Lolly Bowean, NF ’17, works to hold space in philanthropy for marginalized communities
My early days as a reporter at the Chicago Tribune were fast-paced and ever changing, covering breaking news stories from car crashes and shootings to writing enterprise pieces about community developments and disputes. I was also tasked with writing obituaries.
It was a chance to report out and write short profiles of extraordinary people who had contributed to the city and surrounding areas in so many unique and special ways. While not particularly glamorous or exciting, it was necessary and especially important to the families who took pride in seeing their loved ones’ stories in the paper, which in turn made me proud to be able to write them.
Writing one obituary in particular left an indelible impression on me: Joseph Haley.
Before he passed, Haley had been a public school teacher on the far South Side of Chicago. Hoping to give young Black boys a productive and fun way to spend their free time, Haley started the Jackie Robinson West Little League baseball team in his historically underserved community. What started as a small project grew into a league where he and a group of volunteers trained and taught hundreds of young Black boys the fundamentals of the sport.
Yet, when I looked in our library archives, I couldn’t find a single news story written about him — neither in our paper nor in many of the others that we saved and filed away to use for research.
I was astounded that someone could be such a dynamic and prolific hero in their community and yet never get the attention of the press. I was saddened, angry, and frustrated, but not at all surprised. After all, part of what inspired me to become a journalist was feeling that reporters only showed up in my community when something violent happened.
That moment with Haley’s obituary helped cement my mission as a journalist: to see the people, especially Black people, women, and people of color who were too often dismissed and relegated to the margins.
I’m no longer in a newsroom, but that experience still shapes how I do my work today as a program officer with the Creativity and Free Expression team at the Ford Foundation.
Though I’ve shifted into working behind the scenes in media funding, I’ve held on tight to the mission that fueled my work as a reporter in the first place. I am where I came from, and I see my role as not only supporting quality journalism that connects with local communities, but as an opportunity to see, uplift, and elevate the grassroots-level work that has long been done, but hasn’t been historically supported by philanthropy. This is work that broadens perspectives and offers a balanced portrait of our communities.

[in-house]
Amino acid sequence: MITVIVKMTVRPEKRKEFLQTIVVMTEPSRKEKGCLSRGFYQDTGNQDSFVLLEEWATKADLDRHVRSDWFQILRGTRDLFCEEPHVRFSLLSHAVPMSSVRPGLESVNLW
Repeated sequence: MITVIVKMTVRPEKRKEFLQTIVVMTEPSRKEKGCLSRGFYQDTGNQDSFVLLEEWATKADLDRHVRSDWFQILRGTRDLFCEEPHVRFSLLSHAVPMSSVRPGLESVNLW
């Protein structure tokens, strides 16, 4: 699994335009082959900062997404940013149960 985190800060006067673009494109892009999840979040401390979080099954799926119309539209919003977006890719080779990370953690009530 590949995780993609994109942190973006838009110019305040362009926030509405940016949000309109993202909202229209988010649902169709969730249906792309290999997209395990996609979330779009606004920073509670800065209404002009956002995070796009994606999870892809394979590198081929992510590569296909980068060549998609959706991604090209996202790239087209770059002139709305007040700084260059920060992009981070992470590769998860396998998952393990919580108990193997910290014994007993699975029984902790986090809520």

During my Nieman fellowship year at Harvard, I thought a lot about who gets to be a journalist; who gets to be a writer; who gets to be a voice. I thought about Charlotte Osgood Mason and how she poured her personal wealth into Zora Neale Hurston and Langston Hughes, whose writings are timeless and renowned today. I also thought about how she was described as controlling and meddling, essentially abusing some of her power. She’s a model of what we can do and some things we shouldn’t.
I’ve only been in philanthropy for about two years, but I’ve already come to understand that as with anything, it’s easy to keep doing the same thing and replicate the same results. If we want a media that is reflective of our entire country, we have to look in the places where we — as funders — aren’t often expected.
In the same way that I went into communities looking for stories as a reporter, I’m entering regions looking for the organizations that have become relied upon for either providing news, important training, or more. I approach this work with a deep humility and respect, open to learning and looking to support in the ways that are aligned with the cultures of the communities we are partnering with.
I often tell journalists and editors working in under-valued communities that if they are telling important stories that are nuanced, that challenge decades-old stereotypes, and that challenge systems of oppression, then they should keep at it. Eventually their work will rise to get more attention.
I see it as my job to be in a place to see that work when it becomes apparent — and to make it even more visible.